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How to Apply for a Business Loan & How It Affects Fundability

Reviewed by Ty Crandall

June 15, 2024


How to Apply for a Business Loan & How It Affects Fundability

There are at least 125 factors that affect the fundability.  They can be broken down into 4 main categories. One of them is the Application Process.  It is important to understand how to apply for a business loan in order to have the best chance of approval. To do that,  you have to understand how the application process affects fundability.

Business Loan Application Process and Fundability™

How to Apply for a Business Loan Credit SuiteDid you know that even the way you apply for a loan affects your chances of loan approval? This is because the application process is a fundability factor. If you aren’t careful, you could be denied before you get started all because of a flub in the application process.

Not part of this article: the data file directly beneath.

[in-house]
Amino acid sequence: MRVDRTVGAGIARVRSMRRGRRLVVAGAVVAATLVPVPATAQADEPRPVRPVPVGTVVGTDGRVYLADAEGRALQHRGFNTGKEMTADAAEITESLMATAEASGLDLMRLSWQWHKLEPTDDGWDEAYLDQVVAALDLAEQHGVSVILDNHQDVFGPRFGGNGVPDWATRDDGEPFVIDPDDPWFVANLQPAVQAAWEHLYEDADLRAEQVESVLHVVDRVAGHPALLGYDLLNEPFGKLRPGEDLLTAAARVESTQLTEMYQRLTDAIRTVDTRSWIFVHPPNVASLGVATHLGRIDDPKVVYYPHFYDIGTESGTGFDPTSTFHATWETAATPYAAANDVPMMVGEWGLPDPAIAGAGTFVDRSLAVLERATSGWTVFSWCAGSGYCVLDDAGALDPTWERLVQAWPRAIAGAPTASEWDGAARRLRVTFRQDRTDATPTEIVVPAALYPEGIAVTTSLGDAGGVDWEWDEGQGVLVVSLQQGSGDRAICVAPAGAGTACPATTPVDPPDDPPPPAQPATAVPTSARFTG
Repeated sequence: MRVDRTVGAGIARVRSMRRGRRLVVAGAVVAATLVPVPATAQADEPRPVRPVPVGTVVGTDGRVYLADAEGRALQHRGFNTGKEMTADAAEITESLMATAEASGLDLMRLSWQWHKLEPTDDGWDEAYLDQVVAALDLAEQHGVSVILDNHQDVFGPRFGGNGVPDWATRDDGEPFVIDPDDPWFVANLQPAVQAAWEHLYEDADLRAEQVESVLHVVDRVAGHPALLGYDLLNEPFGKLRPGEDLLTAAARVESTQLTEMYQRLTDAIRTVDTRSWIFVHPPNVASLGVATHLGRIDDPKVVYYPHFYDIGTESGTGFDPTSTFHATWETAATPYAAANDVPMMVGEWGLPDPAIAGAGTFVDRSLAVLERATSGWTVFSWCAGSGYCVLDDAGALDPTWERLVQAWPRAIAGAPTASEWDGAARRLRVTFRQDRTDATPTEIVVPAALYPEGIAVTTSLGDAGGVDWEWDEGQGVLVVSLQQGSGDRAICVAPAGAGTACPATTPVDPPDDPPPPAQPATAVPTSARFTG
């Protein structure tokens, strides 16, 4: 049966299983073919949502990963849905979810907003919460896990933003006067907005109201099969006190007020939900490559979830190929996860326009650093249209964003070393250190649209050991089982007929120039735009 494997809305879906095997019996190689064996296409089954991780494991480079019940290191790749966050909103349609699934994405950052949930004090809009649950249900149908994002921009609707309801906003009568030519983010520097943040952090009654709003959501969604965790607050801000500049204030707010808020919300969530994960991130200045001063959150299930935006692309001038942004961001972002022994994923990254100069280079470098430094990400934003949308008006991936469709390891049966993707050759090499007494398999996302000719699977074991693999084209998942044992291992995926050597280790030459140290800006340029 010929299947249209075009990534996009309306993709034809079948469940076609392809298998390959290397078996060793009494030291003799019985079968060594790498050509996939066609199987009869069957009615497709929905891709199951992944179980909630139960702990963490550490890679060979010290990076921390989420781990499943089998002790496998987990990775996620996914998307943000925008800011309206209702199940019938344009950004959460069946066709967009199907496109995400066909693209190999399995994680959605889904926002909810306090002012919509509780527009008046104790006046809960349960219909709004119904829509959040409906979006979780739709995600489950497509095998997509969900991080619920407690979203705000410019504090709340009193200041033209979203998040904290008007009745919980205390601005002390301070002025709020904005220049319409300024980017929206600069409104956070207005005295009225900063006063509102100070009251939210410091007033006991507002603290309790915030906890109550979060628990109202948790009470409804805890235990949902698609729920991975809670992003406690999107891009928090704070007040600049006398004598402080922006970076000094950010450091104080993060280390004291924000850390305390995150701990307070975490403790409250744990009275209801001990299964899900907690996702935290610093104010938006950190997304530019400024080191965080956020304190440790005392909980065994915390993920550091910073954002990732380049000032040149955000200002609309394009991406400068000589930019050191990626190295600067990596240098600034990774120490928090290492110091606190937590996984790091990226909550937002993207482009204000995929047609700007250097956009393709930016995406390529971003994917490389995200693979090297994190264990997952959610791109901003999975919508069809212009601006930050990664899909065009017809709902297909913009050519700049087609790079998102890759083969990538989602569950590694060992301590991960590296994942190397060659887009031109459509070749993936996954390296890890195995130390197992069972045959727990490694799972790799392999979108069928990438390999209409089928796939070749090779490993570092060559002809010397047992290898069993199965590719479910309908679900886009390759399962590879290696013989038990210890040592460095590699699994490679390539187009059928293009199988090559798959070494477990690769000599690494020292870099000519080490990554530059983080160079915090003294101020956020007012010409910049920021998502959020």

Here is how to apply for a business loan to ensure that doesn’t happen.

Discover our Get Business Credit guide, with everything you need to know about building credit for your business.

How to Apply for a Business Loan: The 8 Factors of Fundability™ in the Application Process

The Application Process principle breaks down into 8 factors. They include:

  • Timing
  • Lender negotiations
  • Application format
  • Lending product selected
  • Application Process and Fundability
  • Lender selection
  • Verifiable business ownership
  • Ability to verify business address
  • Ability to verify business name

Let’s break down each one and talk about exactly how they affect the fundability of your business.

Timing and Fundability™

The first Fundability factor under the application process principle is timing. This has to do with when you apply for the loan. For example, you may have just paid off a lot of credit card debt. You are looking to do some expansion work on your business building, and you go to apply for a business loan.

The problem is, the payoff will not show up on your credit report immediately. Even if you wait a couple of weeks the balances may still be on your report. To the lender, it will look like you have a lot more debt than you actually do.